Grow DeSoto Marketplace Offers Big Opportunities for Small Businesses

Grow DeSoto Marketplace exterior
Photo credit Grow DeSoto Facebook page

An Innovative Incubator

In 2017 then DeSoto Mayor Curtistene McCowan had an idea to bring something new to the community. After all, something had to replace the old Ace Hardware store that had gone out of business at 345 E. Belt Line Rd.

So, she approached Monte Anderson, owner of the space, with the idea of setting up an incubator to promote small businesses.

“The space had been abandoned and had been vacant for some time. This type of incubator is innovative and deemed the best use of the space,” said Terry Toomey, Grow DeSoto Marketplace Onsite Consultant. “The other option for the space was a dollar store regional sales operation. DeSoto already had multiple dollar stores and it was thought that this was not going to help the downtown economy.”

So, Grow DeSoto Marketplace was born. Now, the 26,000-square-foot space has since been repurposed and now houses a variety of restaurants, retail spaces, and offices for small business owners.

And though McCowan passed away in October of 2020, she was no doubt of what she led the charge in creating.

Catering To Start-Ups In BSW Region

Currently, 80% of the space within the facility has been leased to a variety of microbusinesses ranging from restaurants to a full service fitness/rehabilitation center. This public-private partnership is the first of its kind and uniquely caters to start-ups in the Best Southwest Region of the Dallas-Fort Worth Metropolitan area.

“This incubator model is different than other models in that each ‘store’ owner signs a one-year lease. They operate their stores the same way as a regular retailer. They have set hours,” Toomey noted.

“The advantage of this program is that the city provides a business professional to act as mentor to all of these small businesses. Through mentoring, the small business owner receives support and the mentor can identify additional mentors to be recruited as needs are identified.”

There is space for up to 40 businesses. Toomey said the marketplace is usually at 80-plus percent capacity. Each store owner is interviewed and must be approved to participate in the program. Each year on the anniversary of their lease, the business is evaluated for continued participation in the program.

Healthy Dining Options Including Vegan Choices

One thing that separates Grow DeSoto Marketplace is its many healthy dining options, including many vegan choices.

“The restaurants have found a real niche in the DeSoto area by providing vegan and healthy food choices. We strive to provide diversity in the offerings here at GDMP,” Toomey said. “We limit the number of direct competitors to try to give each business a chance to be successful. We encourage businesses to come in and make a presentation.”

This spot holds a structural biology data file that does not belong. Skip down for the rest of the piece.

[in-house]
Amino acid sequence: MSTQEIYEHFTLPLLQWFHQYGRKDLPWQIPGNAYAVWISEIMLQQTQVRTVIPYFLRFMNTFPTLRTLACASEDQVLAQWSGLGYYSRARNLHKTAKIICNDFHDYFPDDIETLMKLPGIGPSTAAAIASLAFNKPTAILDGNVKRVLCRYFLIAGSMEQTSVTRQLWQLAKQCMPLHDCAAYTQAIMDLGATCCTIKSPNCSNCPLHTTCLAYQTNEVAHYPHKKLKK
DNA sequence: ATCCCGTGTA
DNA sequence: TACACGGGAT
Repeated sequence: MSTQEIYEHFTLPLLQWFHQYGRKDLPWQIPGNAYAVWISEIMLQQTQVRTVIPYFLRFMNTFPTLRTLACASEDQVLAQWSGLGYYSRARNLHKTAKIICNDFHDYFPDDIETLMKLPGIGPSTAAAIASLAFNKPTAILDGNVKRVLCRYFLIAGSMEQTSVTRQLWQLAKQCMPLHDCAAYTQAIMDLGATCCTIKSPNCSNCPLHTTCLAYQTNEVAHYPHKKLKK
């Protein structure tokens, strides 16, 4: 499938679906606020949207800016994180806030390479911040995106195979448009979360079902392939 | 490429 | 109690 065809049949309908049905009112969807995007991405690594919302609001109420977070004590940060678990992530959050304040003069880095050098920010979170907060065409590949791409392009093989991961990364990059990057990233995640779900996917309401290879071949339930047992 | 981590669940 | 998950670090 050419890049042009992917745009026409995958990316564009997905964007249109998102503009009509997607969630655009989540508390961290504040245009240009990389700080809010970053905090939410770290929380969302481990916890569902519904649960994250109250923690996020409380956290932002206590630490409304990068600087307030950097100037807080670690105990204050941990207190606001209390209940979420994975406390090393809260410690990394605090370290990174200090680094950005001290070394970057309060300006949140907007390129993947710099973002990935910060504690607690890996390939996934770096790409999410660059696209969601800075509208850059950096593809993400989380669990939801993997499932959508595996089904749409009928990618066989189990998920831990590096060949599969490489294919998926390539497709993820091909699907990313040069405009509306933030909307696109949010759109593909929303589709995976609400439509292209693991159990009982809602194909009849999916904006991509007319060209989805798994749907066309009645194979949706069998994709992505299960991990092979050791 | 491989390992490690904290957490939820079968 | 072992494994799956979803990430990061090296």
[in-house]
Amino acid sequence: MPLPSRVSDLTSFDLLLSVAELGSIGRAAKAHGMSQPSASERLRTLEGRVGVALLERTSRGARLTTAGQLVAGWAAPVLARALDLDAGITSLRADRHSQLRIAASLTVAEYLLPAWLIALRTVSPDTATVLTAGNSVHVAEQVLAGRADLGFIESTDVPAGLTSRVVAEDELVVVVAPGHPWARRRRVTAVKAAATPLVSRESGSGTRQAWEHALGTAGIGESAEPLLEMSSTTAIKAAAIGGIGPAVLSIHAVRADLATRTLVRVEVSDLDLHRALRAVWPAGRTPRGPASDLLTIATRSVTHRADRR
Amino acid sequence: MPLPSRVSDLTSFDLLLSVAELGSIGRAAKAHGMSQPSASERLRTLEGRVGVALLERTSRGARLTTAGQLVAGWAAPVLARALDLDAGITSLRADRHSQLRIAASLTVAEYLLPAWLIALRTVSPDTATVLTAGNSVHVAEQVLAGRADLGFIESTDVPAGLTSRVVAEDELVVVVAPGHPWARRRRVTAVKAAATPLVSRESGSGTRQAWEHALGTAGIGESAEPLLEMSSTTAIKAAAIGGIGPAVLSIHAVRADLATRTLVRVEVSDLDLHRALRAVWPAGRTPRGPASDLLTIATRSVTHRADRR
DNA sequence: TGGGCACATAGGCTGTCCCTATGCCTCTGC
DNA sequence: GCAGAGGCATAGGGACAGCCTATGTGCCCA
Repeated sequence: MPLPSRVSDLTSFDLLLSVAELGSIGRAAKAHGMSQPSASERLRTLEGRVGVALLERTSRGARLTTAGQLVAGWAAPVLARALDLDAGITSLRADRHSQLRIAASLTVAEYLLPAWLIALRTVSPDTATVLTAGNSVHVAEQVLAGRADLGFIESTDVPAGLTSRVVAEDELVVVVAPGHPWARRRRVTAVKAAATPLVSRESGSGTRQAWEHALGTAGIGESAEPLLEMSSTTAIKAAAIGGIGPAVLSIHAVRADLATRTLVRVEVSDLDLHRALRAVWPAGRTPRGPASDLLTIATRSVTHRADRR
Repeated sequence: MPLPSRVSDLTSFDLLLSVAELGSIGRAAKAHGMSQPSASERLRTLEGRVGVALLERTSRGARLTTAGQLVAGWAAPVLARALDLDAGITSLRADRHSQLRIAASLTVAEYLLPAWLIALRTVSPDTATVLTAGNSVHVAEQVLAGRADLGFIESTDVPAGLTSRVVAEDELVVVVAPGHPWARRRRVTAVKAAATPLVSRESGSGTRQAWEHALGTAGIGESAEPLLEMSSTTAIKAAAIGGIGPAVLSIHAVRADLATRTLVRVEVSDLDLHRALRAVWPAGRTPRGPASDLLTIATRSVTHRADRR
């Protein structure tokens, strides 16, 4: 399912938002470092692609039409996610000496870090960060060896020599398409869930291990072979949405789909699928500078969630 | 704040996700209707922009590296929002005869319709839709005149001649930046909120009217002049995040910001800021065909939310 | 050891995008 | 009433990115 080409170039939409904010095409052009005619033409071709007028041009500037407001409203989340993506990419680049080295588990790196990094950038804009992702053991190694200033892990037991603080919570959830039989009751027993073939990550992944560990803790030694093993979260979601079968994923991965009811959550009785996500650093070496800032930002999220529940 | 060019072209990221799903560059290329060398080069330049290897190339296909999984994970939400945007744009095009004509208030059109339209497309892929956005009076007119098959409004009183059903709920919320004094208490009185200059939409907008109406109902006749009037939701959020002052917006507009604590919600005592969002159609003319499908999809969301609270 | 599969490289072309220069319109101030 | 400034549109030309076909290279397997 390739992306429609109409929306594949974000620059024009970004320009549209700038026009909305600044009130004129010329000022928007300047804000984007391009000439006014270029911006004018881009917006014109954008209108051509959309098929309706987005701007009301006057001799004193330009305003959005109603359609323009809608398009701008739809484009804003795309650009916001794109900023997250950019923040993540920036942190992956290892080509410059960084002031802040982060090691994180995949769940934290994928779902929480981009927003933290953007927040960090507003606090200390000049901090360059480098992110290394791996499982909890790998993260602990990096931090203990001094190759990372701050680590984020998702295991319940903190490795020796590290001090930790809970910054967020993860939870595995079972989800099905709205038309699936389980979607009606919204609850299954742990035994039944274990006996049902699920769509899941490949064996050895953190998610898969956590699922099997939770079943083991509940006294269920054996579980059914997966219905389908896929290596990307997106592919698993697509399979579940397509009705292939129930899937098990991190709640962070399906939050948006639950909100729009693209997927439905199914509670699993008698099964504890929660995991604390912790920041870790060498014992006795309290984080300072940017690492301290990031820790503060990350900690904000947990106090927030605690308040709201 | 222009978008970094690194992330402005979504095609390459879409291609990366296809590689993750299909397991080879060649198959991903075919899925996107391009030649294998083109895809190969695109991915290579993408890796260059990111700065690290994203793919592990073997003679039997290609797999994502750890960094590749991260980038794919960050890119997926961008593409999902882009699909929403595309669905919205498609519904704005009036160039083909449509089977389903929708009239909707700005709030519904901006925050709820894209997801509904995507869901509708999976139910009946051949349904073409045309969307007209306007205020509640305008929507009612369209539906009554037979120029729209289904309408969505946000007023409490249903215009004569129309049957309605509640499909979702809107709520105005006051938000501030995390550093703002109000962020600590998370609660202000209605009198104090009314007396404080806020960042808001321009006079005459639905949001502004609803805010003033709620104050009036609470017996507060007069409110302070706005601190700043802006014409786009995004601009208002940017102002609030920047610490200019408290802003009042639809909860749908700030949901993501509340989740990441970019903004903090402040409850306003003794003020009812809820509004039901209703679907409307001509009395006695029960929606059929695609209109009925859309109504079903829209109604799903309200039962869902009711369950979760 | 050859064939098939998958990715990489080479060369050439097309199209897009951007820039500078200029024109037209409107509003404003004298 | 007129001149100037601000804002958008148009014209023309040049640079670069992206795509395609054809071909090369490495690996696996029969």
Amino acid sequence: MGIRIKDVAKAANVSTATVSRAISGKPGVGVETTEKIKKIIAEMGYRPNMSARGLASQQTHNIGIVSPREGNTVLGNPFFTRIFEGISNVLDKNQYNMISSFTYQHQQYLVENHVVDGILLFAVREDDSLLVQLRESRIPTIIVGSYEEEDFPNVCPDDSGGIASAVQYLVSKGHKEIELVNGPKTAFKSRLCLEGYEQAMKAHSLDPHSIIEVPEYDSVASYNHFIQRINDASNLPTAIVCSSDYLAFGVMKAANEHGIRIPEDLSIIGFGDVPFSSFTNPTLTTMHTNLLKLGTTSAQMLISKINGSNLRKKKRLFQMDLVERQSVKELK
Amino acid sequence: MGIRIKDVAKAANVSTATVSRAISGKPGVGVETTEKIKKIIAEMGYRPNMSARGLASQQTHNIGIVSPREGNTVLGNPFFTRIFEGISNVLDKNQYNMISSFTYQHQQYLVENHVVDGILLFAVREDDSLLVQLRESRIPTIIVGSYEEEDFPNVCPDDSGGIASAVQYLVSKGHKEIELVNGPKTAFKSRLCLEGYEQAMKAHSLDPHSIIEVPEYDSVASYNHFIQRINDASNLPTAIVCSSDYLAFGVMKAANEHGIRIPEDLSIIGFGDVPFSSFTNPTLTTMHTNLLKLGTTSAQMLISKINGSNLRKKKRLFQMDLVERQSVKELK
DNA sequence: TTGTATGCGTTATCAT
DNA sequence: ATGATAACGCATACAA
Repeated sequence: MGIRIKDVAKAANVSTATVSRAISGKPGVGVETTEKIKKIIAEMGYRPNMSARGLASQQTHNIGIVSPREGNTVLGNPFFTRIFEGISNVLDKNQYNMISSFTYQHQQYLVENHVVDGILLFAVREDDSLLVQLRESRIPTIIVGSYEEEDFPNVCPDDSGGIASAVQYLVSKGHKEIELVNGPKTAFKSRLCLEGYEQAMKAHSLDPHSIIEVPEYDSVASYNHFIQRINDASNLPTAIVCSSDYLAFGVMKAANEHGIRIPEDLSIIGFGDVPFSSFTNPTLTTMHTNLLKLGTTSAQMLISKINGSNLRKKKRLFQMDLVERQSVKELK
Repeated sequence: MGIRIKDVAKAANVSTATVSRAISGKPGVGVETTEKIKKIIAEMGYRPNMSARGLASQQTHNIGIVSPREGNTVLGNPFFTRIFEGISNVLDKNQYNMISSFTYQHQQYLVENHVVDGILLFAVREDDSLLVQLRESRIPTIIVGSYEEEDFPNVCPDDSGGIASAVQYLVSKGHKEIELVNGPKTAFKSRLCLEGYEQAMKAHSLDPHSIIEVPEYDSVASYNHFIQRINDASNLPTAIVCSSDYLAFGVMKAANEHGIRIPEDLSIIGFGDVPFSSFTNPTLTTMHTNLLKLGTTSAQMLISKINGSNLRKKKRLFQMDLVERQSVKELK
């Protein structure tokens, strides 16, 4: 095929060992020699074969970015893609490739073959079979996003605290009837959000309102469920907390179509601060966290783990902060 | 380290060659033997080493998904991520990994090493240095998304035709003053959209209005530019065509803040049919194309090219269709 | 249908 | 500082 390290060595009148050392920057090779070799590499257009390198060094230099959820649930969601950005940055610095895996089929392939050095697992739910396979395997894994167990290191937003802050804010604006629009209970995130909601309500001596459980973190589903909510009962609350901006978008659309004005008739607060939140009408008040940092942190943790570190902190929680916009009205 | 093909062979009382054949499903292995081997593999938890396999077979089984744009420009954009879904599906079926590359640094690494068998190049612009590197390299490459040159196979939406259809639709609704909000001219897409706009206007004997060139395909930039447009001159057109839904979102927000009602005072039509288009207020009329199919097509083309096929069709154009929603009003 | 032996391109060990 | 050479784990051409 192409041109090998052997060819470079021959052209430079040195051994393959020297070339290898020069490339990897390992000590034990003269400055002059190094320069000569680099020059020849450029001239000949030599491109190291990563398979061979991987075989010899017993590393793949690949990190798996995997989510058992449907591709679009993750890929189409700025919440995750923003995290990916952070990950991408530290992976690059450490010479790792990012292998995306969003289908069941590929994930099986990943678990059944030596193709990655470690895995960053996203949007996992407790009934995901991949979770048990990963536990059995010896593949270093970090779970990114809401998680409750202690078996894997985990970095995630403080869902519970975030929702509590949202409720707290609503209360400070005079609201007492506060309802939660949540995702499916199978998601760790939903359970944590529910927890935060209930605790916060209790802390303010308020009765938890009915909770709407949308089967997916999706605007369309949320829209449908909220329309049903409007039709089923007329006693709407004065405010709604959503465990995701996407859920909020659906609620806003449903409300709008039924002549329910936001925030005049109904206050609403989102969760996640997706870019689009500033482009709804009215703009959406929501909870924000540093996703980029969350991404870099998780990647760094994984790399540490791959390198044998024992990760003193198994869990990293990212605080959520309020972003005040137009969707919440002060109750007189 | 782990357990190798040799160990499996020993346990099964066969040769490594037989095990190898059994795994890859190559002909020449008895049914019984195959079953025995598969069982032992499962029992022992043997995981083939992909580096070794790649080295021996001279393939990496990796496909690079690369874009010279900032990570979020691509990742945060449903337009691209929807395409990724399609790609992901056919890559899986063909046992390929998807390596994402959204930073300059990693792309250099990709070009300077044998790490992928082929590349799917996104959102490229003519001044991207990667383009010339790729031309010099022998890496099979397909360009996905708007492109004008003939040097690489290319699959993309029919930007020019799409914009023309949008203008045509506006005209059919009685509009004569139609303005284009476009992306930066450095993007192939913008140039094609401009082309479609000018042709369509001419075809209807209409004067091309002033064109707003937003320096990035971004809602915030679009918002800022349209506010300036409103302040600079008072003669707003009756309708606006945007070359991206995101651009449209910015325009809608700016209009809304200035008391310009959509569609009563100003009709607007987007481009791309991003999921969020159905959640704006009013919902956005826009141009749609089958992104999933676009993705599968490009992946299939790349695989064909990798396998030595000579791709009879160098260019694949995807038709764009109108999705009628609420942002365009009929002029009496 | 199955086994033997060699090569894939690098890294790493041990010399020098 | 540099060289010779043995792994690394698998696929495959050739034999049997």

Visitors can even get a vegan snow cone at GDMP. Other options include vegan wings, vegan cupcakes, vegan tacos, vegan alfredo pasta and even a vegan cheeseburger.
Of course, there also plenty of non-vegan options, such as good ol’ Texas barbecue.

“Having so many vegan options in one spot is great because there is a lot of traffic coming down i35 in travel each day. With Dallas becoming one of the top vegan restaurant hubs in the country, we know there is a huge market,” said Roxanne Saldana, one of the tenants.

“Getting the word out can help these small businesses survive as people put the Grow Desoto Marketplace on their radars and make it a point to stop and support.
“Going to the market is an option for anyone that loves fab food from non-chain, independently owned eateries.”

Grow DeSoto Marketplace Has Inspired Others

Toomey said GDMP has inspired other incubators with some similarities, but there’s only one original.

“We have a sister company in Milwaukee. They liked our model and came here for training and brainstorming on how to build their project,” Toomey said. “We provided them the handbook for tenants and helped them explore how their market was different and how they could make adjustments to fit their audience.

“We provide an opportunity for companies to get started at the lowest entry point possible. When the small business owner signs a lease, we include electricity, AC, and WIFI. They do not have to worry about upkeep of the facility. They are responsible for decorating, equipment and inventory. They are also responsible for their own marketing.”

Saldana added that GDMP is also a great place for families.

“The food in this area is over-the-top and the vibe is chill and relaxed. There are outdoor picnic tables to sit and eat your vegan food finds, or you can sit inside the market in one of the two dining areas,” she said. “Kids enjoy coming to get treats and sitting under the umbrellas at the tables.”

To learn more about Grow DeSoto Marketplace, visit


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Rick Mauch
Rick Mauch is a veteran of more than four decades in the media. He began writing in high school and immediately went into broadcasting for almost a decade after graduating, working his way to morning drive in Birmingham, Alabama. However, realizing how much he missed writing (though he did continue to do some during his time in top-40 radio), Rick returned to what he loved and has been doing it ever since. Rick's career has spanned a plethora of media outlets, including community journalism, sports, entertainment, politics and more. He's worked in print, broadcast and online media. He also spent several years doing public relations for a children's home in East Texas - still writing on the side, of course. When he's not writing, Rick loves to play golf and do Bigfoot research. He's an avid believer. He also made his first hole-in-one in June of 2020. Rick is married to Junell Mauch. They have five children and three granddaughters